Update: Shortly after the original story published Tigerair Australia bailed on the efforts to resume flights. Original below.
Tigerair Australia is in trouble with Indonesian regulators again. After a moratorium on flights from Australia to Bali last month service was expected to resume on 3 February 2017. Just before midnight local time the airline announced that it would not be resuming flights as previously announced. The move sent thousands of travelers’ holiday plans into chaos. It also raised further questions over just what is going on with respect to regulations and how the airline chooses to sell seats on the flights.
The Tigerair services from Australia to Bali are run under a charter license rather than regular commercial license. This requires that the carrier sell only return tickets (no one-way flights); Indonesian authorities accuse the carrier of ignoring the charter ticketing restrictions. It also seems that the flights were operating under Virgin Australia’s license (VA is the owner of the Tigerair Australia operation) while awaiting a permanent license from Indonesia to operate its own services. For its part the airline is claiming a “decision by the Indonesian government to impose new administrative requirements” caused the problems. Indonesian authorities are vehemently disputing that the regulations are new. The two parties were negotiating towards an agreement to resume flights but apparently that didn’t end so well.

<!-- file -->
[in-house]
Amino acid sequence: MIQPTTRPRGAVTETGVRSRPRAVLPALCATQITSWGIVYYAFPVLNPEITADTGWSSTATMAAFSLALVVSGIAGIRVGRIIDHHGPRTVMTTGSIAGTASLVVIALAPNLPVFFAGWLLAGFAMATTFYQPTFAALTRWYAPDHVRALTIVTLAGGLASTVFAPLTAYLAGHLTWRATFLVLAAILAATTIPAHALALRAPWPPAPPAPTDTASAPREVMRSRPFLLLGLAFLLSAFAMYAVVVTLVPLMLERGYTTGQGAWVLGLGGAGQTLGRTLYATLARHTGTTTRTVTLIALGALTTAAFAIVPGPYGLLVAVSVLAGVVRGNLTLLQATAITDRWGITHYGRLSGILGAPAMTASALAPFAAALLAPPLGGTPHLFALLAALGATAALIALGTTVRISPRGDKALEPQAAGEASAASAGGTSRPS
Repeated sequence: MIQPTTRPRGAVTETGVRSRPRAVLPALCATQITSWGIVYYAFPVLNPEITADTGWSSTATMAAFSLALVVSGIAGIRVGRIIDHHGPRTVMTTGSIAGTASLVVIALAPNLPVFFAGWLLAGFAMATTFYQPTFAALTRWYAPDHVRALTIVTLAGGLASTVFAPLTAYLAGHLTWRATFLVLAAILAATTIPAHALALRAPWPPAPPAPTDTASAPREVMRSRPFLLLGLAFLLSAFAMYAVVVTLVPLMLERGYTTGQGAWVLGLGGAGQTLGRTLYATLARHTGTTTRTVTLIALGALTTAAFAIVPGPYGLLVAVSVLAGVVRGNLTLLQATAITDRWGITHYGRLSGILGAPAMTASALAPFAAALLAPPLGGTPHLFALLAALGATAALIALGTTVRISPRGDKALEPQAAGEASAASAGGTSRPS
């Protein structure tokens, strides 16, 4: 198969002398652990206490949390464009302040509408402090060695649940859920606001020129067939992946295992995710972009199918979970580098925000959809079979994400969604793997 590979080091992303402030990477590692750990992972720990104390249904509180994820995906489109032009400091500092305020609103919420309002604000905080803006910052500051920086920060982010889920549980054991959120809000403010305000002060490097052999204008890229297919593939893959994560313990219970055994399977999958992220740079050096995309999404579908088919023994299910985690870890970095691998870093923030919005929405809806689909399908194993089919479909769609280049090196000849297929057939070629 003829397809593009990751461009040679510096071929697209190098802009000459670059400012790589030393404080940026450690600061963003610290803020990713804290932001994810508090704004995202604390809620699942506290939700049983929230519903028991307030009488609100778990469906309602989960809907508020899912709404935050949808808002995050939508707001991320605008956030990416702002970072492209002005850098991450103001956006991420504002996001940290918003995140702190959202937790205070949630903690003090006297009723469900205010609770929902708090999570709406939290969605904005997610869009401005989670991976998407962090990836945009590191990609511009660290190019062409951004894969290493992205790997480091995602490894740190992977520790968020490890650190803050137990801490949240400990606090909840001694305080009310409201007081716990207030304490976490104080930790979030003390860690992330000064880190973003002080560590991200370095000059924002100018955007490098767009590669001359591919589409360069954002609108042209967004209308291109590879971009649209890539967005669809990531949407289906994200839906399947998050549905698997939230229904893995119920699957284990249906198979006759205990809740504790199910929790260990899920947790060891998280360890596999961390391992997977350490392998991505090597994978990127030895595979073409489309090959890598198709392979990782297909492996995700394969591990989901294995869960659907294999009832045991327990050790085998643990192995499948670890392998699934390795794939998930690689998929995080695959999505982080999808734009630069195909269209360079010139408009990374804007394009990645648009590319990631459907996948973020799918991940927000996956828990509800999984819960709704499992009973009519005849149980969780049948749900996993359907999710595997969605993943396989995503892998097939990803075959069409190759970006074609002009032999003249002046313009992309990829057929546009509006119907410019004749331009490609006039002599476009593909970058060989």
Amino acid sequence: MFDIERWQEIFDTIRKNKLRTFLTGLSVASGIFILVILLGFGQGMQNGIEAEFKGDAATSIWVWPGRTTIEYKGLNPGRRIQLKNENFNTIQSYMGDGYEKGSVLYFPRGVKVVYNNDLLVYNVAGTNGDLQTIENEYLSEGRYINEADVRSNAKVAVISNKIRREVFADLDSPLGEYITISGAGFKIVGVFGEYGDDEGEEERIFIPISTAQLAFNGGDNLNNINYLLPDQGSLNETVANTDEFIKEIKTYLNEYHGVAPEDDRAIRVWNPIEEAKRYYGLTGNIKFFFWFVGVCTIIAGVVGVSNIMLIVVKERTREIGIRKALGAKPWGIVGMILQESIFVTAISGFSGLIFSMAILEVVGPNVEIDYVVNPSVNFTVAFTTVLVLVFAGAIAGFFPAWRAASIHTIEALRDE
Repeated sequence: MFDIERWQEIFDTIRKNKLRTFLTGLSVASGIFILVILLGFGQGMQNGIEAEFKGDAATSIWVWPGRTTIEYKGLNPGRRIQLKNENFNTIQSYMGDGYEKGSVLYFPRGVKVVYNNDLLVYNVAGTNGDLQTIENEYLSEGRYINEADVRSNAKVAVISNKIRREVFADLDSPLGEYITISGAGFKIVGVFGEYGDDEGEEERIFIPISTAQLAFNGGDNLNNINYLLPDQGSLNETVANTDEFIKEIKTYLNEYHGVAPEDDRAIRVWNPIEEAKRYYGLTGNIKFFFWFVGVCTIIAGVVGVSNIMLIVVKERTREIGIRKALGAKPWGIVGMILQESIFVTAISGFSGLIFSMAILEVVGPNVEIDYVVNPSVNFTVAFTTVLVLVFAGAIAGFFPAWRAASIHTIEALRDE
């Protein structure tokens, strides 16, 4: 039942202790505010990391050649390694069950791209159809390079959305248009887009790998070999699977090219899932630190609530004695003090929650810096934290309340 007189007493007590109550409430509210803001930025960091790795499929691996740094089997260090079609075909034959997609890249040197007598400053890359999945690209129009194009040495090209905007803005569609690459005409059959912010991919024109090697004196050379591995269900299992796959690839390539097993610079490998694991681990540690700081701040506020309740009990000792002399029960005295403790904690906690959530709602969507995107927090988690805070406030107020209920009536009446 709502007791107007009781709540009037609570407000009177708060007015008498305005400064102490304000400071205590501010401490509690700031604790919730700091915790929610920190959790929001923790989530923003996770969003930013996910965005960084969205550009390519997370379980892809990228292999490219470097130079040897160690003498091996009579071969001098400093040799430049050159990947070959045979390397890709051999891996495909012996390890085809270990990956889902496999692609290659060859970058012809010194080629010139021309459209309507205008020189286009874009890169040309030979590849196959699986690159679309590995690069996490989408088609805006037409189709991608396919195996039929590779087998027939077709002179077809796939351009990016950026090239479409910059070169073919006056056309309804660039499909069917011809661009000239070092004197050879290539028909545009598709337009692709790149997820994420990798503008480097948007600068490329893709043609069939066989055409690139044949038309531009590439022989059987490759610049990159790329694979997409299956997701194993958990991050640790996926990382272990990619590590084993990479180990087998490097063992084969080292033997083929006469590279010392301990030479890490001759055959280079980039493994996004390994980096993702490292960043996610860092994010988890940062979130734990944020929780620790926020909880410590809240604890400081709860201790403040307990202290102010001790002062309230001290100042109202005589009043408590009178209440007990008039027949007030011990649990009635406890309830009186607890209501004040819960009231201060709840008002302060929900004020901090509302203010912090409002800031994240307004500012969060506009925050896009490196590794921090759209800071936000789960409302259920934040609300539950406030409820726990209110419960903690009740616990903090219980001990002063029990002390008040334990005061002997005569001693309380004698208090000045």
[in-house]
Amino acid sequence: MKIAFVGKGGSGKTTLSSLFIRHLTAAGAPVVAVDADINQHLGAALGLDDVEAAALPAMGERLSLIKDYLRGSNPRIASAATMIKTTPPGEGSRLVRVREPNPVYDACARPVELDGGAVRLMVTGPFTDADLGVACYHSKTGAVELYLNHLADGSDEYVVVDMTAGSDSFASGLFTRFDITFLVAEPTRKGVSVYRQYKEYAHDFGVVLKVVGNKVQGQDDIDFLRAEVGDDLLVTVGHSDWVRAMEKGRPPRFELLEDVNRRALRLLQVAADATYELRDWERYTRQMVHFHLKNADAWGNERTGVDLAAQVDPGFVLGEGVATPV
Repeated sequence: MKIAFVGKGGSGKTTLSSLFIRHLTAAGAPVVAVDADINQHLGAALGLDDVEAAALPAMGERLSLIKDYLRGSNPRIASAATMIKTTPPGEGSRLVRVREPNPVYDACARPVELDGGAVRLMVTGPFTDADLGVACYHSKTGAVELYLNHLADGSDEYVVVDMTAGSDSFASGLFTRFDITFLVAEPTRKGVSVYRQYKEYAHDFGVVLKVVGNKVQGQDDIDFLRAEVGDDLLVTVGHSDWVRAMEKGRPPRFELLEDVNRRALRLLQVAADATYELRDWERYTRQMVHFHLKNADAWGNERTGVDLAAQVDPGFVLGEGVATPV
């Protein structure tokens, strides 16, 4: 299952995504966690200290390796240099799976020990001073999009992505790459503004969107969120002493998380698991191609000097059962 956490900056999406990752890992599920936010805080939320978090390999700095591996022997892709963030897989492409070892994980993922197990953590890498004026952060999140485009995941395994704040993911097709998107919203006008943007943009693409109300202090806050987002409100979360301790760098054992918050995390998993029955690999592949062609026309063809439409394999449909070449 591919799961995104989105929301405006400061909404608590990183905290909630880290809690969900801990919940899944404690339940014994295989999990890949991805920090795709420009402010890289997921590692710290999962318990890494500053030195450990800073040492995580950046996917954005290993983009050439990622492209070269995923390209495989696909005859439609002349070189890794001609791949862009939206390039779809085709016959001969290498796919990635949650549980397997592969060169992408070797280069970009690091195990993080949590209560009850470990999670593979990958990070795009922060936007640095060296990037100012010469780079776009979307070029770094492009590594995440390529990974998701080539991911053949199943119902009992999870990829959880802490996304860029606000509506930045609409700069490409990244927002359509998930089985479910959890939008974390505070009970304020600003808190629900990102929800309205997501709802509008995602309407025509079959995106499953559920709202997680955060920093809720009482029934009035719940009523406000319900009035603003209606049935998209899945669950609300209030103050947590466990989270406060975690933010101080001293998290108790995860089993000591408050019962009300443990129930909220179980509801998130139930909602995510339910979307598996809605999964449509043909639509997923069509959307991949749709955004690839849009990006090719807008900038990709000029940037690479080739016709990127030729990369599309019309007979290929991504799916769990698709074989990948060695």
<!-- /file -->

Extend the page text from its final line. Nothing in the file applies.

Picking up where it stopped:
And in between are thousands of travelers. After the initial cancelations in early January the carrier was permitted to operate “rescue” flights (Virgin Australia operated some of the flights) to bring passengers stranded in Bali home. Other travelers rebooked on other airlines or were carried on scheduled Virgin Australia flights. And, as it typical for airlines canceling service – particularly those in the LCC space but even some legacy carriers; I’m looking at you, BA – the main offer from the airline is simply a refund of the fare paid, not accommodation on other airlines. It is a terribly one-sided system in many ways.
And, as an added bonus, after three weeks of cancelled flights the carrier waited until the very last minute to notify travelers that the trips would not fly.
Header image: VH-XUG Tigerair Australia Airbus A320-232 via CC/BY2.0
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